Charlie goes through her routine, aware of how she is being watched by some of the men. The children accept everything offered as their due, refusing to be impressed.

Other stories tell of parents called to schools – teachers expecting them to sort out a child’s behaviour where it doesn’t fit with the expected agenda.

Single parents push against their situation, and against their lack of agency in the face of authority figures.

Working mothers juggle the satisfaction of their professional lives, trying to find balance with family needs amidst parental criticism.

One story features a young couple recently returned from travelling, who are considering going down the road of motherhood. A catching up is required of one of them if they are to remain together. Love is all very well but people change over time and have diverging desires and expectations.

Not all of the women’s lives revolve around children.

Carnival offers the reader a young women whose office life demands she dress up (never well enough) and accept her boss’s disturbing behaviour. Making a fuss is frowned upon.

I enjoyed the stories featuring older women, many of whom behave badly in the eyes of their offspring. One mother gives her grandson an inappropriate gift, watching carefully for her daughter’s reaction. The grown up daughter of a controlling mother finds a novel way to exert her will when the mother is hospitalised.

These power plays between family members are presented with insight and wit.

In The Mermaid and the Tick a young couple go on holiday abroad at the behest of the husband. The wife is compliant, submitting to his plans despite reservations. When he notices she is fitting in better than he expected and that, while his needs are met, she can enjoy herself without him, his enjoyment is not as he anticipated.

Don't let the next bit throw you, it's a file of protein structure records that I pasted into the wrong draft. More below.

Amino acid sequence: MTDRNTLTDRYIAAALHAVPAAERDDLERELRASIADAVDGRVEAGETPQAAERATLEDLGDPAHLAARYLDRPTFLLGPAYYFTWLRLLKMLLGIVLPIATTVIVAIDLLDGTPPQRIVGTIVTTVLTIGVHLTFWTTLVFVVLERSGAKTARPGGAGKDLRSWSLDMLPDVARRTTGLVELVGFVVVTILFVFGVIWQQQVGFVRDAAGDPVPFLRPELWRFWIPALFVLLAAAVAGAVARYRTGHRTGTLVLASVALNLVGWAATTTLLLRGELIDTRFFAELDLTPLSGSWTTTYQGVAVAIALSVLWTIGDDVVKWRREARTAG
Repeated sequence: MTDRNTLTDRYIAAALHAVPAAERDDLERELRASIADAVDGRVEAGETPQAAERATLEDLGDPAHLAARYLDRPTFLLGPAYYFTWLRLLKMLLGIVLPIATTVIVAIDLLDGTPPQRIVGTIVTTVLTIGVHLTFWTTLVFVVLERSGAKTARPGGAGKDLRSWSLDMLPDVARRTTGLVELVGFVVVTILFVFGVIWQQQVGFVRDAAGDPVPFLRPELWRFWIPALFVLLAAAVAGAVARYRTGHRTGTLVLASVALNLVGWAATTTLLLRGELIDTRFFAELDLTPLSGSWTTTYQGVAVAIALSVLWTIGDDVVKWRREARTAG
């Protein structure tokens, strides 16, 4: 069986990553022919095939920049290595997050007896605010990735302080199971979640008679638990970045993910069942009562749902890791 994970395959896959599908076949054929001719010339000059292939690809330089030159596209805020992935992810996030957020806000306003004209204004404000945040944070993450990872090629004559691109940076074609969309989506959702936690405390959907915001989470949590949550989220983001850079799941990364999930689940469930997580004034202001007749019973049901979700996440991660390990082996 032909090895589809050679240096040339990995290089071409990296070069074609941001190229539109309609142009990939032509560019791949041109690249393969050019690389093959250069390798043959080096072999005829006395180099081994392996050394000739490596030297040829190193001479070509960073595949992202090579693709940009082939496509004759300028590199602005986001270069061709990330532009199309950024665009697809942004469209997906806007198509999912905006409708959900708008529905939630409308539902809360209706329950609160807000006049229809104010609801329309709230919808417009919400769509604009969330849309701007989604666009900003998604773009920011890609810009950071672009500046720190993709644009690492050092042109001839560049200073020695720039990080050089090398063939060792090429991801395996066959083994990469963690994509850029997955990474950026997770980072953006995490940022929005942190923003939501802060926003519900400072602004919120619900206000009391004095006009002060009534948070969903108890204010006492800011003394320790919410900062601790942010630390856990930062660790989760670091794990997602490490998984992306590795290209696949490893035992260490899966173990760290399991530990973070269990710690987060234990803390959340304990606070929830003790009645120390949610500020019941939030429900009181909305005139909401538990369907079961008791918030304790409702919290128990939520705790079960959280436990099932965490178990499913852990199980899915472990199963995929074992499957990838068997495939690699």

Many of the men featured do not come out well in these stories, mainly due to their habits of wanting wives to revere them while they look lasciviously elsewhere.

A few of the stories offer more surreal elements, set in a world that may be futuristic. One explores how important it actually is for experiences to be real or useful if they are enjoyed by those who partake. Another is set at a dinner party where nobody knows who invited them or the purpose of the evening. There is a hankering for the past, or a might have been present, yet women continue to behave as others expect them to – even in the face of impending chaos.

The Sparrow is set on a successful doctor’s retirement day. It has a poignancy wound around why she ended up in the profession.

“‘Couldn’t be more proud’ is an expression of a surfeit of pride, and that wasn’t David. It wasn’t Daddy’s way either. I assumed it would please my father to have me follow him into medicine, and at a time when there were far fewer women doctors than there are now, but he was more concerned with Howard and his career, for all the good that did either of them. It will be good to have more time for my brother after today.”

It is interesting to consider the drivers in decision making – how women are conditioned to be pleasing. The denouement of this story is quietly moving.

Another moving story in the collection is 3 o’clock which is told from the point of view of an elderly lady with dementia. As she struggles with the tasks necessary to enable her to leave the house – remembering to take her smart bag and good purse, doing up the buttons on her coat – voices from the past haunt her. Each time she opens her fridge she hears ‘Close the door, it costs me money every time you go in there!‘ As she does her very best to make herself presentable she hears her mother-in-law say ‘You could wear the same outfit, Clem, and it wouldn’t look so smart.‘ Oh for more kindness within families…

I commend this collection to you for the variety of themes explored and the assiduity with which they are presented. The lightness of the writing belies the intricacy of the narrative. An entertaining and deeply satisfying read.

My copy of this book was provided gratis by the publisher, Myriad Editions.

Book Review: You Never Told Me

You Never Told Me, by Sarah Jasmon, is a story of the pulls and disconnects inherent within families. Parents work hard to provide what they believe is best for their offspring without comprehending the blinkered lens through which they regard an ever-changing world. Decisions made reverberate across decades leading to schisms where appreciation was expected. Children struggle to regard parents as individuals rather than providers of support, in whatever form necessary. They resent criticism or any attempt to take control of decisions. Siblings grow jealous when caught in a net of duty when another appears to have achieved freedom and, perhaps worse, greater admiration.